Chairing the last session as the head of Council of Islamic Ideology (CII) on Thursday, Maulana Mohammad Khan Sherani decried the proposal to rename the Quaid-i-Azam University's (QAU) physics centre after Professor Abdus Salam.
The council discussed the proposal after Prime Minister Nawaz Sharif forwarded a summary to President Mamnoon Hussain of his approval to rename the National Centre for Physics at QAU the “Professor Abdus Salam Centre for Physics”.
Addressing a press conference after the council's meeting, the CII chairman said changing the department's name would not set the right precedent.
“We have concerns over the change of its [physics centre's] name as it was earlier named to honour Dr Riaz,” said Sherani, but declined to offer any reason for the opposition.
He was also asked if the CII had objections over renaming of other institutions or roads but Sherani declined to offer any comment over the subject.
Nuclear physicist and Pakistan’s first Nobel laureate Professor Abdus Salam hailed from the country’s Ahmedi community.
Pakistan declared Ahmedis non-Muslims in 1974. In 1984, they were banned from calling themselves Muslims. They are banned from preaching and even from travelling to Saudi Arabia for pilgrimage. Their publications are prohibited.
In May 2010, suicide bombers killed 80 people at two Ahmedi places of worship.
'Sindh bill against forced conversions un-Islamic'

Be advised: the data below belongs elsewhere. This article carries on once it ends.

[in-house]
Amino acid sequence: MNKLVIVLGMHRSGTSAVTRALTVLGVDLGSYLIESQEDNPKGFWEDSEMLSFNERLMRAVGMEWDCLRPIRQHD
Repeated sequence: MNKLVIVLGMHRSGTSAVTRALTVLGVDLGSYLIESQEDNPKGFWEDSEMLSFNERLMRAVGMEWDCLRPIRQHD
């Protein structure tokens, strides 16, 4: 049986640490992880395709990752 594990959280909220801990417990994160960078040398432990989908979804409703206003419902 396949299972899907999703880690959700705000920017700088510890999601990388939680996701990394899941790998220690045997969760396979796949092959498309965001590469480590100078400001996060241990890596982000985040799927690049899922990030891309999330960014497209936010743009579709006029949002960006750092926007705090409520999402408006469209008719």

The council also discussed the minorities bill recently passed in Sindh, which criminalises forced conversions and bars conversion of minors.
Sherani said the law is "illegal, unconstitutional and un-Islamic". The council further declared that the legislation was against basic human rights.
“The law was not correct and it was not fair either,” Sherani said. “If anyone is forced to convert from his or her religion, then that is unfair, even if the person who has converted is a hundred years old.”
He added that the country's constitution allowed every person to adopt Islam as per their own will.
“Anybody who is sane and has decision making power has to be allowed to adopt Islam, but limiting this choice to the minimum age of 18 years is not correct,” he added.
“This law is against the spirit of Islam too and we will write to all concerned including Governor Sindh against this law,” he said.
The meeting also opposed any proposed amendment in the blasphemy law.
Sherani said the Senate Standing Committee on Human Rights had called to discuss the blasphemy law but that "disturbing the existing laws" wouldn't be right.
“Parliamentarians should instead focus on making the remaining laws Sharia compliant,” he added.
Sherani, who is also an MNA from the Jamiat-i-Ulema-i-Islam Fazl (JUI-F), is set to retire from the chairmanship of the CII on December 16, 2016 after completing two terms of three years each.